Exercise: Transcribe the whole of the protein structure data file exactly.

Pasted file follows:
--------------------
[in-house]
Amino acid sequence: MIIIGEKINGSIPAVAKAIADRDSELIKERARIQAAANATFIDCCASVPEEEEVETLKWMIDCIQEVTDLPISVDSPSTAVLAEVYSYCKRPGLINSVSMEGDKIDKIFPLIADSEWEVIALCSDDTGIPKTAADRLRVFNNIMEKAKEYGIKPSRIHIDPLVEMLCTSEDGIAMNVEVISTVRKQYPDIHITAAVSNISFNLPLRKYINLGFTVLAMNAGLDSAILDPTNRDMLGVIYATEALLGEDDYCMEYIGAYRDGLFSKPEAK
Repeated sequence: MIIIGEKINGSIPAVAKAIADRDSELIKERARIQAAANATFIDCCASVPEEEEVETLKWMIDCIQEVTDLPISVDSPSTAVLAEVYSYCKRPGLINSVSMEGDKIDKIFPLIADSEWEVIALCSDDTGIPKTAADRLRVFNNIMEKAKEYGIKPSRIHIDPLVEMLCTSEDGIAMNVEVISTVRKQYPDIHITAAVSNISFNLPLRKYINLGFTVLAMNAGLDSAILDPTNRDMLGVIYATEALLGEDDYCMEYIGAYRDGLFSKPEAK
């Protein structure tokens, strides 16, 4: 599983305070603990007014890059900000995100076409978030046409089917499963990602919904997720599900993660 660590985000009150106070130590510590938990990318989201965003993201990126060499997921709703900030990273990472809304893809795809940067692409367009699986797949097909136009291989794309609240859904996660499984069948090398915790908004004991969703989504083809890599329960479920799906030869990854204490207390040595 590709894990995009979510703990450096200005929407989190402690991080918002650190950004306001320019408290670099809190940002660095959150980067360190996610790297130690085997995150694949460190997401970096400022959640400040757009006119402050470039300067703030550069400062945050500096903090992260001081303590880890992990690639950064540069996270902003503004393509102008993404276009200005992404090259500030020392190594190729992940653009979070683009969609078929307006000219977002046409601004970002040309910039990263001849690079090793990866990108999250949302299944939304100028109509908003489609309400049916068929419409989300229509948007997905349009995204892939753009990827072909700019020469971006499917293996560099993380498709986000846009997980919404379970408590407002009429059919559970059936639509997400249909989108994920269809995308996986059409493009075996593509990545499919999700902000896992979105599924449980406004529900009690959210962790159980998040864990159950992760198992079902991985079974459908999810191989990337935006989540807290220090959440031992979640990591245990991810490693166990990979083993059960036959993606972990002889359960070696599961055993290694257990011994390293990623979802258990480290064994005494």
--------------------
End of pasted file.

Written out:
[in-house]
Amino acid sequence: MIIIGEKINGSIPAVAKAIADRDSELIKERARIQAAANATFIDCCASVPEEEEVETLKWMIDCIQEVTDLPISVDSPSTAVLAEVYSYCKRPGLINSVSMEGDKIDKIFPLIADSEWEVIALCSDDTGIPKTAADRLRVFNNIMEKAKEYGIKPSRIHIDPLVEMLCTSEDGIAMNVEVISTVRKQYPDIHITAAVSNISFNLPLRKYINLGFTVLAMNAGLDSAILDPTNRDMLGVIYATEALLGEDDYCMEYIGAYRDGLFSKPEAK
Repeated sequence: MIIIGEKINGSIPAVAKAIADRDSELIKERARIQAAANATFIDCCASVPEEEEVETLKWMIDCIQEVTDLPISVDSPSTAVLAEVYSYCKRPGLINSVSMEGDKIDKIFPLIADSEWEVIALCSDDTGIPKTAADRLRVFNNIMEKAKEYGIKPSRIHIDPLVEMLCTSEDGIAMNVEVISTVRKQYPDIHITAAVSNISFNLPLRKYINLGFTVLAMNAGLDSAILDPTNRDMLGVIYATEALLGEDDYCMEYIGAYRDGLFSKPEAK
């Protein structure tokens, strides 16, 4: 599983305070603990007014890059900000995100076409978030046409089917499963990602919904997720599900993660 660590985000009150106070130590510590938990990318989201965003993201990126060499997921709703900030990273990472809304893809795809940067692409367009699986797949097909136009291989794309609240859904996660499984069948090398915790908004004991969703989504083809890599329960479920799906030869990854204490207390040595 590709894990995009979510703990450096200005929407989190402690991080918002650190950004306001320019408290670099809190940002660095959150980067360190996610790297130690085997995150694949460190997401970096400022959640400040757009006119402050470039300067703030550069400062945050500096903090992260001081303590880890992990690639950064540069996270902003503004393509102008993404276009200005992404090259500030020392190594190729992940653009979070683009969609078929307006000219977002046409601004970002040309910039990263001849690079090793990866990108999250949302299944939304100028109509908003489609309400049916068929419409989300229509948007997905349009995204892939753009990827072909700019020469971006499917293996560099993380498709986000846009997980919404379970408590407002009429059919559970059936639509997400249909989108994920269809995308996986059409493009075996593509990545499919999700902000896992979105599924449980406004529900009690959210962790159980998040864990159950992760198992079902991985079974459908999810191989990337935006989540807290220090959440031992979640990591245990991810490693166990990979083993059960036959993606972990002889359960070696599961055993290694257990011994390293990623979802258990480290064994005494």